Leaders discuss roads again

Leaders discuss roads again


Almost $4 billion is headed to Mississippi in a bipartisan federal infrastructure bill but it’s unclear whether Neshoba County will get the nearly $200 million needed to finish the Highway 19 four-landing and the Williamsville bypass, state and local leaders were told on Tuesday.

Leaders gathered at the Depot on Tuesday to talk about several highway projects and needs.

Mississippi Central District Transportation Commissioner Willie Simmons addressed more than a dozen local government and business leaders that included Choctaw Indian Chief Cyrus Ben, state Sen. Jenifer Branning, Philadelphia Mayor James A. Young and others at 10 a.m. Tuesday morning.

“We don’t know yet how all that money will be shaken out,” Simmons told the Neshoba countians gathered.

District Engineer Neil Patterson opened the presentation with an update on the ongoing Highway 19 widening project currently underway. He said that the $35.6 million four-laning of 4.52 miles from Tucker into town is on schedule for completion in early October 2023.

Patterson said he was happy to see the federal infrastructure bill pass and hoped to see some money come into the area.

“Everything we do costs money and more money,” Patterson said. “We are thankful that the infrastructure bill passed, but I am not sure that the dollars will go as far as they would have pre-COVID.”

Patterson said they are in the beginning planning stages of the Highway 19 project from Tucker to the House community, which started last April. He said they are currently in Phase A, which includes moving utilities, obtaining the right of way and completing the plans for the project.

The current phase is estimated to take about three years before construction can commence, though as they secure funding, they could likely speed that process up, Patterson said. The whole project is estimated to cost around $50 million without accounting for inflation, with $46 million of that being for the actual construction of the roadway.

State officials also gave an update on the long-discussed $130 million bypass from highway 19 to Williamsville that has been on the drawing board for three decades.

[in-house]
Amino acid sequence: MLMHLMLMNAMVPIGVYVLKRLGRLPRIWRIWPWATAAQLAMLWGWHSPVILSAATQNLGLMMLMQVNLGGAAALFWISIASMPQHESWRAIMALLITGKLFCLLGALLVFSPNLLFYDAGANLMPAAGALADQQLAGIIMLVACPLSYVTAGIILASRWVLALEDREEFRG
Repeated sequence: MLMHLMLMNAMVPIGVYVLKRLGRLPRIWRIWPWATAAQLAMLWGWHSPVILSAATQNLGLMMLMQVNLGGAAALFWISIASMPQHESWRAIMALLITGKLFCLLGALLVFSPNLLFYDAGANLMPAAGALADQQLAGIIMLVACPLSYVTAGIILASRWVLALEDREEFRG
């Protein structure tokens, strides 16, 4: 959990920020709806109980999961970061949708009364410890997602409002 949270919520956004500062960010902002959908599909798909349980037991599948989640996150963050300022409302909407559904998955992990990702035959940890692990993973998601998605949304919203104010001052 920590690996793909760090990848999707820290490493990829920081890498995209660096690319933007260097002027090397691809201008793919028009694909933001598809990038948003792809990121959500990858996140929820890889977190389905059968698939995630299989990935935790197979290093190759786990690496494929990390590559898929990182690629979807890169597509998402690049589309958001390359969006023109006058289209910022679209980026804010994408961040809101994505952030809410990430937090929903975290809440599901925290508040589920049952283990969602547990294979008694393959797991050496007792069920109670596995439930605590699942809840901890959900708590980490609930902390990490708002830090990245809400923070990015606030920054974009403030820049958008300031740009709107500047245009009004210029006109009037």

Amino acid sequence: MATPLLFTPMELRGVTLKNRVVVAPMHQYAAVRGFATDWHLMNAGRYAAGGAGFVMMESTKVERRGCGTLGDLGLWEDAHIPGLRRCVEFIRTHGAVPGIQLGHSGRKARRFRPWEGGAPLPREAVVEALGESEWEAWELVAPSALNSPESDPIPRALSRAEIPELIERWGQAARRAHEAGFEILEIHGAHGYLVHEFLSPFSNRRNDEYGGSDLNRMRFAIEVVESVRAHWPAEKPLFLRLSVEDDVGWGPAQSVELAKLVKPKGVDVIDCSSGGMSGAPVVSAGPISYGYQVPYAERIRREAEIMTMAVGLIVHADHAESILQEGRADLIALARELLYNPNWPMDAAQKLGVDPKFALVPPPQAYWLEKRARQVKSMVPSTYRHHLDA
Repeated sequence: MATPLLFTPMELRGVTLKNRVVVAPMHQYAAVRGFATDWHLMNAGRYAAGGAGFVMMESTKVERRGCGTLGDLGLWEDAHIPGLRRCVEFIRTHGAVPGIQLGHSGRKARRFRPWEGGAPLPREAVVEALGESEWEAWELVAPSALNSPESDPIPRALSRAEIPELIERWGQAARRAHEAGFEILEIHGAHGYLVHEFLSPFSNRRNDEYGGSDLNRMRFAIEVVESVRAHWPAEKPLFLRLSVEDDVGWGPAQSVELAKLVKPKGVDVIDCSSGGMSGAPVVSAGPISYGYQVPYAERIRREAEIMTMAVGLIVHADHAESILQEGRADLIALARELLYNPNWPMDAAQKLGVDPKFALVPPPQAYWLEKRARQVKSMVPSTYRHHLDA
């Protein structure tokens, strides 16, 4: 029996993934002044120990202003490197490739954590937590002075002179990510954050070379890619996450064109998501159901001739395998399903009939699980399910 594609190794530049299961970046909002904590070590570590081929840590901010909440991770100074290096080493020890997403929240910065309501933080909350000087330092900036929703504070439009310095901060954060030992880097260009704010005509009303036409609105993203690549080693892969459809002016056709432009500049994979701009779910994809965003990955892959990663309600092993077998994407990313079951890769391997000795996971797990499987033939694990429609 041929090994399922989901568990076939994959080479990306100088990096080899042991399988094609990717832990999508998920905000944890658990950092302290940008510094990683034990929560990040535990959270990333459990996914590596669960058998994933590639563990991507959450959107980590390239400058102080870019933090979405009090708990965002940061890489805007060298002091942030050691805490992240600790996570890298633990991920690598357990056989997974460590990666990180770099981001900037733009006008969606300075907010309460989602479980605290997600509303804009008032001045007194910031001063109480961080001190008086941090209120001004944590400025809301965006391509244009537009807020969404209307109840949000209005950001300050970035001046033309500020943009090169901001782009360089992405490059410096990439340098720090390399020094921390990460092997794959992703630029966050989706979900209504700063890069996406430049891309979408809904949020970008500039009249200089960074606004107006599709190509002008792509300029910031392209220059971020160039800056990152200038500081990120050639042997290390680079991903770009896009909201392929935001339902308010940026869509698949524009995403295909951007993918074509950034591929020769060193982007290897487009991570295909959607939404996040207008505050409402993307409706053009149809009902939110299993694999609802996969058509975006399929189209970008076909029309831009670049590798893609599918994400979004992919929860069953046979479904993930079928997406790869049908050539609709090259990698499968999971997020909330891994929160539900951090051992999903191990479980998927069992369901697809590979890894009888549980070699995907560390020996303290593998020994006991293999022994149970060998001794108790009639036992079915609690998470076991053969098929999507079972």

Patterson said that because of the enormity of the project, it was probably a ways off but that they were looking at a number of projects that would accomplish some of the things a bypass would by getting large trucks off of city roads.

Patterson said they are looking to build connector roads into Weyerhaeuser from Deemer Road and from Deemer Road to Highway 19. Patterson said his latest estimates have the project at about $20 million but is at an “impasse until he can set up a meeting with Weyerhaeuser.” They estimate it would be another two to three years until they could get started on that project after a meeting with the company.

Patterson also said they are looking at a redesign of Highway 15 and 16 connector. Simmons called the current layout a “dangerous situation.” Patterson said he favors a roundabout as a solution, but the project is still in the early stages of finding a solution.

Simmons said the state is in “pretty good shape” and that he is committed to getting needed projects funded.

“The state is in better financial shape than it has ever been in is what I’ve been told,” Simmons said.

The state has generated additional funds through sales tax on online sales and the lottery, as well as $1.8 billion in American Recovery Plan Act Funds that have yet to be allocated, Simmons said. MDOT has received none of that money other than $80 million from the lottery fund passed by the Legislature in 2018.

State Rep. Scott Bounds said the Legislature is considering wastewater and broadband projects for the $1.8 billion in unallocated ARPA funds.

Simmons went on to say on Tuesday that he is aware that transportation issues are “interconnected” and that in addition to funds awarded to local entities, any funds awarded to his office could go toward projects in Neshoba County.

Simmons said of the more than $3.3 billion, “I am requesting the Legislature to follow its tradition of appropriating federal funds to the Commission and not earmarking funds in the appropriation process.”

An item Simmons highlighted on a six-page handout said he wanted to provide funding to enhance and add lanes to Highway 19 and Highway 16 in Neshoba County and develop adequate access routes to Weyerhaeuser Industry in Philadelphia and future economic development in the area.

Young said he was pleased by what he heard. He said the presentation showed that state officials have a plan for the area.

“I am excited about the possibilities,” Young said.

Young said “stable transportation” is an important element to ensure that residents and visitors have a “pleasurable experience” in town. 

Branning said she thought the presentation showed there was open communication and a “positive relationship” with state road officials. She said it showed that they could “continue to work to get things done for Neshoba County.”

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